325_Supplement10

325_Supplement10 - Department of Economics University of...

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Intermediate Macroeconomic Analysis Spring 2011 1 Department of Economics University of Maryland Economics 325 Intermediate Macroeconomic Analysis Supplement 10 Professor Sanjay Chugh Spring 2011 The following symposium, which appeared in the Wall Street Journal on September 9, 2010, collects short essays by several leading monetary economists and macroeconomists offering their views the most prudent short- and medium-term paths for monetary policy to follow. You should be able to use the monetary frameworks we will begin studying in Chapter 14 to understand the channels by which “conventional” interest-rate policy can affect aggregate demand as well as how “quantitative easing” programs more broadly defined can affect aggregate demand. The joint fiscal-monetary framework of Chapter 15 offers an analytical framework with which you should be able to understand Mishkin’s analysis of debt monetization.
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Intermediate Macroeconomic Analysis Spring 2011 2 OPINION SEPTEMBER 9, 2010 What Should the Federal Reserve Do Next? Near-zero interest rates and unprecedented asset purchases by the Fed have failed to return the U.S. economy to robust growth. Editor's note: A prolonged period of near-zero interest rates and unprecedented asset purchases by the Federal Reserve has failed to return the U.S. economy to robust growth or make an appreciable dent in unemployment. It is now commonly asserted that the Fed is "out of ammunition." Is it? We asked six authorities on monetary policy what the Fed should do next. • John B. Taylor: Return to Rule-Based Policy • Richard W. Fisher: Uncertainty Causes 'Liquidity Hoarding' • Frederic S. Mishkin: Don't Monetize the Debt • Ronald McKinnon: Avoid the Zero Interest Rate Trap • Vincent Reinhart: Treasury Purchase Shock and Awe • Allan H. Meltzer: Focus on the Long Term Return to Rule-Based Policy By John B. Taylor To establish Fed policy going forward, the best place to start is to consider what has worked in the past. During the two decades before the recent financial crisis, the Fed employed a reasonably rule-based strategy for adjusting the money supply and the interest rate. The interest rate rose by predictable amounts when inflation increased, and it fell by predictable amounts during recessions. Economists cite the Taylor rule—which says that the Fed's target interest rate should be one-and-a-half times the inflation rate, plus one-half times the shortfall of GDP from potential plus one—as evidence that this approach worked. Performance was good during the 1980s and 1990s when policy was close to the rule. And it was poor when policy was far away from the rule, as it was during the 1970s and the Great Depression. Unfortunately, leading up to and during the recent crisis, the Fed deviated from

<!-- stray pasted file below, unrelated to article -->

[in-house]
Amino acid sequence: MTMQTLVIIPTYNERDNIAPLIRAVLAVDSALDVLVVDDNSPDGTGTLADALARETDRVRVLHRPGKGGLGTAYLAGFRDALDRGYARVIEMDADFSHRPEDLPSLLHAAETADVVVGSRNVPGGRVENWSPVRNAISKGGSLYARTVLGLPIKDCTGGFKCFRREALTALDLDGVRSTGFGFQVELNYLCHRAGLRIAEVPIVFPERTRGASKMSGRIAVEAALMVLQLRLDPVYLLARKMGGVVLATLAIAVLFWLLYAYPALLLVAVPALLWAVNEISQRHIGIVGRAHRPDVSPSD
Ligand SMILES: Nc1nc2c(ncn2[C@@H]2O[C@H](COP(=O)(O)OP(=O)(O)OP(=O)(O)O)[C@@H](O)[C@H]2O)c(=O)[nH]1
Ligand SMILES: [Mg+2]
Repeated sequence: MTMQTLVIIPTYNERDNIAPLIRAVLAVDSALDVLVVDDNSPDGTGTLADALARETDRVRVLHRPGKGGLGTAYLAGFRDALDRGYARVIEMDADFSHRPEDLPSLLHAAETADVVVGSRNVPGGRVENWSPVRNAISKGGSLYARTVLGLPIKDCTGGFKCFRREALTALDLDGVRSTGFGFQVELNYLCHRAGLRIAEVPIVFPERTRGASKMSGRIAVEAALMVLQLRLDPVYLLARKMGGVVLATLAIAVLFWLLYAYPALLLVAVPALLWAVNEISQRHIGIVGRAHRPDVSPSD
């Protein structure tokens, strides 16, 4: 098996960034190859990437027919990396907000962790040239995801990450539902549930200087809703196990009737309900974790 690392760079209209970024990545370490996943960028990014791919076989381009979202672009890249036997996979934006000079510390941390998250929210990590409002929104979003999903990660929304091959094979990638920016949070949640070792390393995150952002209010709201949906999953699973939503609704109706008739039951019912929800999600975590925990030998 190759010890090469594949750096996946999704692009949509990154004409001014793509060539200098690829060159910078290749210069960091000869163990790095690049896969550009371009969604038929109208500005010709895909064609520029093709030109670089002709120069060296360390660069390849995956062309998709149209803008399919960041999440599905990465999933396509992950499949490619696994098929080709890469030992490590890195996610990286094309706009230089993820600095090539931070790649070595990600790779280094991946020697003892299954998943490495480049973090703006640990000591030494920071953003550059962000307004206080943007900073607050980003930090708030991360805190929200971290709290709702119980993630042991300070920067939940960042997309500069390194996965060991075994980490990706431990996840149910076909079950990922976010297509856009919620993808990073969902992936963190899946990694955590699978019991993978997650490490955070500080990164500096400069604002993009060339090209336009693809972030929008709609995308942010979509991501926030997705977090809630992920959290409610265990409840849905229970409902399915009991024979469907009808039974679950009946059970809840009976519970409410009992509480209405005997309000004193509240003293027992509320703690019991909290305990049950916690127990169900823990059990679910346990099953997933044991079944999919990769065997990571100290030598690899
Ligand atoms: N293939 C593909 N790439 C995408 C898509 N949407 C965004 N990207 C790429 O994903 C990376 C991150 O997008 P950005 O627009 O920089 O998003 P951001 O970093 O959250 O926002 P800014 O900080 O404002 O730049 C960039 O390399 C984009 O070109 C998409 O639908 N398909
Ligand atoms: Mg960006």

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325_Supplement10 - Department of Economics University of...

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